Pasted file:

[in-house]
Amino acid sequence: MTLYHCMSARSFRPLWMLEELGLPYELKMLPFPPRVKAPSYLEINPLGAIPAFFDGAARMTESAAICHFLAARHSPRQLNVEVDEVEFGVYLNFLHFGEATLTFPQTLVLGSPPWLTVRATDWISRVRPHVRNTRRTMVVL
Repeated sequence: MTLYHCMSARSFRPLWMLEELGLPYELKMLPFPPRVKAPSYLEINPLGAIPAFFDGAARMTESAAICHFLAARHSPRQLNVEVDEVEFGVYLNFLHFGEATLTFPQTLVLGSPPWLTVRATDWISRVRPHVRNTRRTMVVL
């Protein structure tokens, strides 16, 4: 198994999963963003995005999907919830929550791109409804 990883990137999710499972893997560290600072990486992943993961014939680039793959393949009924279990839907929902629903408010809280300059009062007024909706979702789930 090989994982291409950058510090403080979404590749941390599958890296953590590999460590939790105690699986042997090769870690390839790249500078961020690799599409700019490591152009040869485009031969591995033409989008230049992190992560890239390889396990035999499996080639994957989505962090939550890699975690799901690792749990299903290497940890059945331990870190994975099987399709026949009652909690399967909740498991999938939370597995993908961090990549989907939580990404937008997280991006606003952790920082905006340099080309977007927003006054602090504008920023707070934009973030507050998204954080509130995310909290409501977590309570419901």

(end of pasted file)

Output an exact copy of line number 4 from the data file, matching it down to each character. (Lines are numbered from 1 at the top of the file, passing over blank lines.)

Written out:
């Protein structure tokens, strides 16, 4: 198994999963963003995005999907919830929550791109409804 990883990137999710499972893997560290600072990486992943993961014939680039793959393949009924279990839907929902629903408010809280300059009062007024909706979702789930 090989994982291409950058510090403080979404590749941390599958890296953590590999460590939790105690699986042997090769870690390839790249500078961020690799599409700019490591152009040869485009031969591995033409989008230049992190992560890239390889396990035999499996080639994957989505962090939550890699975690799901690792749990299903290497940890059945331990870190994975099987399709026949009652909690399967909740498991999938939370597995993908961090990549989907939580990404937008997280991006606003952790920082905006340099080309977007927003006054602090504008920023707070934009973030507050998204954080509130995310909290409501977590309570419901």